The town of Illford has a local museum that’s not called Ilford Museum, but named after the much larger borough that it’s within – welcome to Redbridge Museum.

Like many local museums, it’s taken over a bit of space in the local library, so a a wander up to the very top floor, and the girl on the desk looked up briefly from her phone as I walked in. Being the only visitor on a Saturday morning, you cant really blame a bored teenager for seeking something else to do.

Like a lot of local museums, they like to show off the odd bit of mammoth, although in this case they have the cast of an entire skull on display — which was found locally and a cast made for display in the 1980s.

The difficulty with a local museum in this area though is the lack of history. This was all fields until fairly recently, and today Ilford is a town where something that’s a hundred years old is a rare find. The area started to build up with the arrival of the railways, but it’s really the post-war era that defines the borough.

They’ve done a decent job though of creating a visually interesting museum, with lots of tall cabinets, looking not unlike warehouse trolleys that are then filled with objects — the high wall they create being slightly maze-like and luring you down the corridors.

About half the museum is given over to “local people stories”, many of whom seem to have moved into the area, so half of their story is about places not called Ilford.

As human interest, they are interesting, but it does feel slightly as if the museum was gifted a lot of space and lacking much else to put in here, filled it with tangentially relevant information boards.

Sir Winston Churchill was the local MP for over 35 years, and gets a whole cabinet dedicated to his life, and a lot of space to his death. I learnt that he was — for a short time — a member of a trade union, as he liked to lay bricks and joined as an apprentice brickie.

One of several famous events in the area’s history was the Woodford Cycle Meet, with nearly 600 cyclists in all sorts of devices turning up from 1883 to 1914. I am sure you can guess why they stopped in 1914.

The area had a rich cycling history though, and I was particularly taken by the early bicycle lamp, in the days before batteries, when they used actual candles on bikes.

Overall, considering the heritage of the area being quite shallow, they’ve done a decent job of presenting a museum that’s quite interesting to visit, and laid out in a slightly industrial style that I personally found appealing.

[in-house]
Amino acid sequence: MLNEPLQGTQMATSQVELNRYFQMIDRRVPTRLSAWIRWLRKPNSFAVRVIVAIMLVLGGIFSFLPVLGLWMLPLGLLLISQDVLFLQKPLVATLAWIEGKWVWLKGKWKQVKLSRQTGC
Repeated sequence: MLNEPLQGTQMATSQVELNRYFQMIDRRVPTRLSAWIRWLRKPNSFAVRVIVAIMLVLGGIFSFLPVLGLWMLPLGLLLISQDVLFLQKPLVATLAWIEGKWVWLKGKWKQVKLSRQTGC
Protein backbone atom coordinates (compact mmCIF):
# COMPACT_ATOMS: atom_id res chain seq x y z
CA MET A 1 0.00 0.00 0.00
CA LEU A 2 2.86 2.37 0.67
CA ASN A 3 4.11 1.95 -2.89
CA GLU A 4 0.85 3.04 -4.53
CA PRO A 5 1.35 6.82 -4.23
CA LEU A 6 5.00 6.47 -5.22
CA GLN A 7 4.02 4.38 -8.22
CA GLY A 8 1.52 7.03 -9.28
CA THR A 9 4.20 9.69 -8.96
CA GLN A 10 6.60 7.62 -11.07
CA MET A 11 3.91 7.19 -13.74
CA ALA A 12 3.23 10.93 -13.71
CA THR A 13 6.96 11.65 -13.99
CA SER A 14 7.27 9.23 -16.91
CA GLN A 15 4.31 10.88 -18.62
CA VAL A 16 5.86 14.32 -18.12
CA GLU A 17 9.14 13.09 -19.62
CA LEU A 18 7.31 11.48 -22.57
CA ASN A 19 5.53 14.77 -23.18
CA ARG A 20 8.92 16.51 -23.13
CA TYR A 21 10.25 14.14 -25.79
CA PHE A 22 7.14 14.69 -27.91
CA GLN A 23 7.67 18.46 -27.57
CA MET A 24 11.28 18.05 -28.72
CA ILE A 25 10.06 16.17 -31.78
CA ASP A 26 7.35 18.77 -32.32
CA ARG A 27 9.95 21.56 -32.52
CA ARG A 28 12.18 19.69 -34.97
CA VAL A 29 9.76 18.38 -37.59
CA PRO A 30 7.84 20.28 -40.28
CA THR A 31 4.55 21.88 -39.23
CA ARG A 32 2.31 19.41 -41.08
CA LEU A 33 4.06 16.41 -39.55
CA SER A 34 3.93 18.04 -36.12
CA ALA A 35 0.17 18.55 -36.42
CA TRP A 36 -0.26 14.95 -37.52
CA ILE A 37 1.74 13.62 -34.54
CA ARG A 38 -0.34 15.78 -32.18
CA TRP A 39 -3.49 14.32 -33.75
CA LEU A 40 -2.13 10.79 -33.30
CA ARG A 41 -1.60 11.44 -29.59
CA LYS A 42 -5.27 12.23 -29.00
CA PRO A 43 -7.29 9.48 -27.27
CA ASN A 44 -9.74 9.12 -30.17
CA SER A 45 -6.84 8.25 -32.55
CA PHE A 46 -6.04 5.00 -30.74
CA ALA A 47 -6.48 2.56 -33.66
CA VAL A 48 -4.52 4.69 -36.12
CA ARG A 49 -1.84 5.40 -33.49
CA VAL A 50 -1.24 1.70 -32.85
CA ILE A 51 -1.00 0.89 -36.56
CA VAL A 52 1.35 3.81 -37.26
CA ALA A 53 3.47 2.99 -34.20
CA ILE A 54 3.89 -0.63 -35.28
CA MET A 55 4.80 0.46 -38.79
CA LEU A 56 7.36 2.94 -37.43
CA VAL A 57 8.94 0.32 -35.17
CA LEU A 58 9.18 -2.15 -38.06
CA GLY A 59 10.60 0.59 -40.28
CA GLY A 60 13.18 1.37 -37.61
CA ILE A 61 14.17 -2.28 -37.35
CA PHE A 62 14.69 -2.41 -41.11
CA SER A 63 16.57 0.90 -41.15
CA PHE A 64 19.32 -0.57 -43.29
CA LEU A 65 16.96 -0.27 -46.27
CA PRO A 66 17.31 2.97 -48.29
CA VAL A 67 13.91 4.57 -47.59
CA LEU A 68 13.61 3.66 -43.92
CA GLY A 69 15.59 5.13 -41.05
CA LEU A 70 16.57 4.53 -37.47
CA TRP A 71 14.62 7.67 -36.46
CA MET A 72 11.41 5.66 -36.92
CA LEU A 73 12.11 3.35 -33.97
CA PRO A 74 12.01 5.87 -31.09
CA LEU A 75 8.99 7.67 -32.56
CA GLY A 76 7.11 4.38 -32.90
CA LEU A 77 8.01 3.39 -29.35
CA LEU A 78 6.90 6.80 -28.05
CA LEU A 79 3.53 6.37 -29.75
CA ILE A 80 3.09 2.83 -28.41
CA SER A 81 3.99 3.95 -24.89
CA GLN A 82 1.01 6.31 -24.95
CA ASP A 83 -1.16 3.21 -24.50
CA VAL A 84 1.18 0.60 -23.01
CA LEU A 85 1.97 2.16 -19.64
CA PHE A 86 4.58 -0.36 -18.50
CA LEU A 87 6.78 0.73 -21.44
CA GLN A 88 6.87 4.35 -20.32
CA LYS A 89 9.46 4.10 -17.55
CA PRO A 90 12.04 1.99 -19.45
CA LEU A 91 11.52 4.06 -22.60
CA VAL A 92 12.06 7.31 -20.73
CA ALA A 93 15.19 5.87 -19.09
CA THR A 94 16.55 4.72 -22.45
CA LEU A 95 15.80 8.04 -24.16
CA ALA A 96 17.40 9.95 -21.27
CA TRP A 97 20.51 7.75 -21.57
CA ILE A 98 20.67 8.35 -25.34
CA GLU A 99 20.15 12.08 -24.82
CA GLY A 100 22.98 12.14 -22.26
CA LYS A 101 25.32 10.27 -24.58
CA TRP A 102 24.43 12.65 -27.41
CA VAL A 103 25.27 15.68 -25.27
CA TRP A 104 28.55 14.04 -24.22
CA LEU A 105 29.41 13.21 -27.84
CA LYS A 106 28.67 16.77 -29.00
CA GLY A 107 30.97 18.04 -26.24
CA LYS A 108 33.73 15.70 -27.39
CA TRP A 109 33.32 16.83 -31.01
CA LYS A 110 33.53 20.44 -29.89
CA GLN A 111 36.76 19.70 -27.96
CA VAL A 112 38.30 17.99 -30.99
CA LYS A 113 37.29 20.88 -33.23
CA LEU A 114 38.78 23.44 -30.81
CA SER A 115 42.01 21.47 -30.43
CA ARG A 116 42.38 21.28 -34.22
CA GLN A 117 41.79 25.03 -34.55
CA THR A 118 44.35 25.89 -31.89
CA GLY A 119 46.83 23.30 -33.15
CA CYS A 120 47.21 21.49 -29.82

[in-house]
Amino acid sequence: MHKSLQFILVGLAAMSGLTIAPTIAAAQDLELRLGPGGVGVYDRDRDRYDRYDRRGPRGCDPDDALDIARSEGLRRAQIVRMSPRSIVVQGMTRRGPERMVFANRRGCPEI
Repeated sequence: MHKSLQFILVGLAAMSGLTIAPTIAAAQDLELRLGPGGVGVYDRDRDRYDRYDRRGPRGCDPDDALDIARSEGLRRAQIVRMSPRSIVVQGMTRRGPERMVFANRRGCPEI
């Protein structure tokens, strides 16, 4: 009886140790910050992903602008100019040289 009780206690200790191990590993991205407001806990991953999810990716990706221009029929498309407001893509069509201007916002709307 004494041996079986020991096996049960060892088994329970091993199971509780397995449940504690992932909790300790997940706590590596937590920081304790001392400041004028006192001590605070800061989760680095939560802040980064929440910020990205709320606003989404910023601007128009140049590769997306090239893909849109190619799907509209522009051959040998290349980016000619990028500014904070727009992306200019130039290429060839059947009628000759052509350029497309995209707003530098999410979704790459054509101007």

The museum is open Tuesday to Friday: 10am to 5pm and Saturday: 10am to 4pm. Entry is free.


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2 comments on “Local Museums – Redbridge Museum
  1. Annabel says:

    We took our elder grandson there in 2016 – you can read about our trip (and the museum’s reply) here if you are so minded…

  2. Many thanks Ian for this insightful review, great photographs and I’m glad that you enjoyed your visit to Redbridge Museum. Thanks to a recent National Lottery Heritage Fund award, we will be developing a new permanent exhibition over the next couple of years which is due to open in spring 2021. In the new displays we hope to make the local area’s long history more visible which includes important Ice Age, Iron Age and Roman sites; the connections to the East India Company in the 17th and 18th century which led to many local merchant’s grand houses; Ilford’s rich agricultural heritage and then the suburban developments of the last 150 years. As you note, people moving to Ilford, Wanstead and Woodford over this period has defined the local area which we think is interesting in itself and makes us different to other parts of the country. Hopefully, we can bring this out in the new displays and still retain the personal stories which visitors really relate to. Anyway, reviews like this are always welcome and give us lots of food for thought! By the way, our current temporary exhibition on the 1st floor of the Library is called ‘Eat It!’ and is a family friendly exhibition on the theme of food which runs until 31 August. Oh and our member of staff (who’s definitely not a teenager!)was far from bored when you visited, just busy using her phone to tweet about our exhibitions but sorry if she didn’t manage to welcome you, sometimes she gets too engrossed in her work! Kind regards, Gerard Greene, Redbridge Museum & Heritage Centre Manager

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